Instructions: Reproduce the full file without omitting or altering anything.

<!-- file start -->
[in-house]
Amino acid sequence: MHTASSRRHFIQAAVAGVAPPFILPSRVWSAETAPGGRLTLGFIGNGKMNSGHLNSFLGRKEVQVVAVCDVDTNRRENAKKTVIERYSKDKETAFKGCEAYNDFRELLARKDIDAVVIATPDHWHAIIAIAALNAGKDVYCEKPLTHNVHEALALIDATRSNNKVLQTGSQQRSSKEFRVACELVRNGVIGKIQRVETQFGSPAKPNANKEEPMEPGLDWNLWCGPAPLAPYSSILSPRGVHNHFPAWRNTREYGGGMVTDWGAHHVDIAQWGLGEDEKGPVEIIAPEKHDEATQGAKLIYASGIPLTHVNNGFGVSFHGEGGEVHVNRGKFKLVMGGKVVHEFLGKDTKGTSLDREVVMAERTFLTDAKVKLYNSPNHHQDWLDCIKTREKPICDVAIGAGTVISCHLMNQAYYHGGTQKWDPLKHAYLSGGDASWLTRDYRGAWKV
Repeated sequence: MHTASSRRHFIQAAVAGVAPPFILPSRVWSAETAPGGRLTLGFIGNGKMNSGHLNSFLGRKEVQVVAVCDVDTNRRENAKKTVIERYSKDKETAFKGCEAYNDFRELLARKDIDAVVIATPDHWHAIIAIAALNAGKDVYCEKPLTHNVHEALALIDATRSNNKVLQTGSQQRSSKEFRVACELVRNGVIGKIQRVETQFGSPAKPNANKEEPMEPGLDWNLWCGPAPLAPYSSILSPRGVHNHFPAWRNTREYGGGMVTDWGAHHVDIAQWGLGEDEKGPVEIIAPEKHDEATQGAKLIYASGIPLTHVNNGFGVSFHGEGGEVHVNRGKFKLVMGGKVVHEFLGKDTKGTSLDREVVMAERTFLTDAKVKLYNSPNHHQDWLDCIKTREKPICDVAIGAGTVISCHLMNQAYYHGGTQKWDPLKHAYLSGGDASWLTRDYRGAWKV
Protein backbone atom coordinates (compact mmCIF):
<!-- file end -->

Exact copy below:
[in-house]
Amino acid sequence: MHTASSRRHFIQAAVAGVAPPFILPSRVWSAETAPGGRLTLGFIGNGKMNSGHLNSFLGRKEVQVVAVCDVDTNRRENAKKTVIERYSKDKETAFKGCEAYNDFRELLARKDIDAVVIATPDHWHAIIAIAALNAGKDVYCEKPLTHNVHEALALIDATRSNNKVLQTGSQQRSSKEFRVACELVRNGVIGKIQRVETQFGSPAKPNANKEEPMEPGLDWNLWCGPAPLAPYSSILSPRGVHNHFPAWRNTREYGGGMVTDWGAHHVDIAQWGLGEDEKGPVEIIAPEKHDEATQGAKLIYASGIPLTHVNNGFGVSFHGEGGEVHVNRGKFKLVMGGKVVHEFLGKDTKGTSLDREVVMAERTFLTDAKVKLYNSPNHHQDWLDCIKTREKPICDVAIGAGTVISCHLMNQAYYHGGTQKWDPLKHAYLSGGDASWLTRDYRGAWKV
Repeated sequence: MHTASSRRHFIQAAVAGVAPPFILPSRVWSAETAPGGRLTLGFIGNGKMNSGHLNSFLGRKEVQVVAVCDVDTNRRENAKKTVIERYSKDKETAFKGCEAYNDFRELLARKDIDAVVIATPDHWHAIIAIAALNAGKDVYCEKPLTHNVHEALALIDATRSNNKVLQTGSQQRSSKEFRVACELVRNGVIGKIQRVETQFGSPAKPNANKEEPMEPGLDWNLWCGPAPLAPYSSILSPRGVHNHFPAWRNTREYGGGMVTDWGAHHVDIAQWGLGEDEKGPVEIIAPEKHDEATQGAKLIYASGIPLTHVNNGFGVSFHGEGGEVHVNRGKFKLVMGGKVVHEFLGKDTKGTSLDREVVMAERTFLTDAKVKLYNSPNHHQDWLDCIKTREKPICDVAIGAGTVISCHLMNQAYYHGGTQKWDPLKHAYLSGGDASWLTRDYRGAWKV
Protein backbone atom coordinates (compact mmCIF):